Introduction to ESL Abbreviations/Acronyms– and what they mean

Career Guide   ·   Rod Mitchell Pearson   2018-03-05


ESL and EFL, and TESL and TEFL, became widespread in the 60s and 70s. Abbreviations immediately started sprouting like mushrooms: ESOL, EAL, ELL, TESOL, ELF, NCELA, EAP, CALL, GESE, YLE… (I could go on…!).

Acronyms in language teaching and learning cover linguistics/language, language skills, teaching-learning methodology, assessment and the education business. Many come from linguistics, translating, education, psychology, business and government.

Abbreviations are time-savers. They allow us to refer to those things that crop up often in any field of discussion. They also make handling jargon easier. Here’s our guide to ESL and EFL abbreviations – and what they mean…


Beware!

  • Abbreviations can cover two or more references. E.g. IEP: Immigrant Education Programme (also known as ESL] or Intensive Education Programme (also known as EAP).
  • Abbreviations can cover somewhat different references. E.g. YLE: Young Learners English coursework or Young Learners English test.
  • Different abbreviations can refer to the same thing. E.g. L2 and TL: the language being learnt.
  • Abbreviations are often made up on the spot to fill an immediate need.
  • Most of the few hundred abbreviations are only found in local jurisdictions. E.g. TPI (Illinois) for ESL, AMTESOL(Alabama-Mississippi), JALT (Japanese Association of Language Teachers).
  • Make sure that you and your audience know what abbreviations.

Global abbreviations

Many acronyms deal with management, education quality, accommodation, accreditation and so on. Education departments, language organisations, use them and, as there is money to be made, so do private organisations:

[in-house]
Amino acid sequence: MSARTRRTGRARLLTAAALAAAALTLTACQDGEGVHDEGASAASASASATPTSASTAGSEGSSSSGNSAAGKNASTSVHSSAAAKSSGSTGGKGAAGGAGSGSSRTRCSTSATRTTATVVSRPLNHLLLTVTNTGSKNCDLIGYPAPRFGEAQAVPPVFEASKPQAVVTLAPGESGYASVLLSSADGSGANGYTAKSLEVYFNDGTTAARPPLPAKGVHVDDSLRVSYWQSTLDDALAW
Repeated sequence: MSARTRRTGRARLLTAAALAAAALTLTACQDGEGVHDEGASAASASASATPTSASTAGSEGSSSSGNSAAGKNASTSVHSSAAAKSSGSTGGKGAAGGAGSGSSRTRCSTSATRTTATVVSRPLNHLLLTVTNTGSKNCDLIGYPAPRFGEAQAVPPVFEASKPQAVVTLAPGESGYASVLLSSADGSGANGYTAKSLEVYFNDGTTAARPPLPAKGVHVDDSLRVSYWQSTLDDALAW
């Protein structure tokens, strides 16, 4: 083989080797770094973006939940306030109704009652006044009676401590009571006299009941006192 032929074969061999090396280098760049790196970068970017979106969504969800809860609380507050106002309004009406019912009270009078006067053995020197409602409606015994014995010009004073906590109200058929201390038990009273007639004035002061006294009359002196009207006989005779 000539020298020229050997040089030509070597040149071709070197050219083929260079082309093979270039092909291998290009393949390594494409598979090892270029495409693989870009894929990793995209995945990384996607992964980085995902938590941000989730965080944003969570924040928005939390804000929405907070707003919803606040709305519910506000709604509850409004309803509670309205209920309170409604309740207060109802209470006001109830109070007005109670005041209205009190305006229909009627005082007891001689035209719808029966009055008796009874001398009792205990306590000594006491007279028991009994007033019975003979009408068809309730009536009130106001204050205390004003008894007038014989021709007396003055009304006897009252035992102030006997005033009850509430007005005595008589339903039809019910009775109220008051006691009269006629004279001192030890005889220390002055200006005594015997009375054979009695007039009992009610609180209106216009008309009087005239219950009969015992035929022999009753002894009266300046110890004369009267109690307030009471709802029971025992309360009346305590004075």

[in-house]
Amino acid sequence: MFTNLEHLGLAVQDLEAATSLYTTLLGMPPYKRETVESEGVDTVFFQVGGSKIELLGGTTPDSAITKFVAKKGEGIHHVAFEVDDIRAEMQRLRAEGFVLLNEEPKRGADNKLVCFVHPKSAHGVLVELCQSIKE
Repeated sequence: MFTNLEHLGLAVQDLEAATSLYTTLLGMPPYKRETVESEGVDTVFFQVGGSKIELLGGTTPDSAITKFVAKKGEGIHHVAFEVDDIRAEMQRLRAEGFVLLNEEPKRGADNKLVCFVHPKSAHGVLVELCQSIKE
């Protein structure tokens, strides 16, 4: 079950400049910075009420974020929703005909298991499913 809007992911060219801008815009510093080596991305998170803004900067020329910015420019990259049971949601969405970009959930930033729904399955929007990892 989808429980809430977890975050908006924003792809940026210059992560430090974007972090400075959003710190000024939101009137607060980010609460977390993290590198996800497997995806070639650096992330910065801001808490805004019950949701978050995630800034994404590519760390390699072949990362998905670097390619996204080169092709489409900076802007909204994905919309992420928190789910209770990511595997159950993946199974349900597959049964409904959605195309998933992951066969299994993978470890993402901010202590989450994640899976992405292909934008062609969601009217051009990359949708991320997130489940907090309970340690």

ABLS: Association of British Language Schools (accreditation)

ACELS: Accreditation & Co-ordination of English Language Schools in Ireland

ACTFL: American Council on the Teaching of Foreign Languages

BALEAP: British Association of Lecturers in English for Academic Purposes

BC: British Council, the British equivalent of the Alliance Française

CEA: Commission on English Language Accreditation (USA)

EALTA: European Association for Language Testing and Assessment

EAQUALS: Evaluation and Accreditation of Quality Language Services (UK/Europe)

IATEFL: International Association of Teachers of English as a Foreign Language

NEAS: National ELT Accreditation Scheme (Australia)

WTEFLAC: World TEFL Accrediting Commission (USA)


In schools

In many schools the DOS/DoS is the director of studies and an ADOS is an assistant DOS (business is handled by the director/principal/manager). In the classroom, there might be an OHP (overhead projector), which uses OHTs (overhead transparencies). Or there may be a SB (smart board). Most abbreviations, however, deal with courses:


BE: Business English

BL: Blended Learning (computer-based and face-to-face learning)

EAP: English for Academic Purposes

EGP: English for General Purposes

EIP: English as an International Language Programme

ESLP: English as a Second Language Programme

ESP: English for Special/Specific Purposes

EST: English for Science and Technology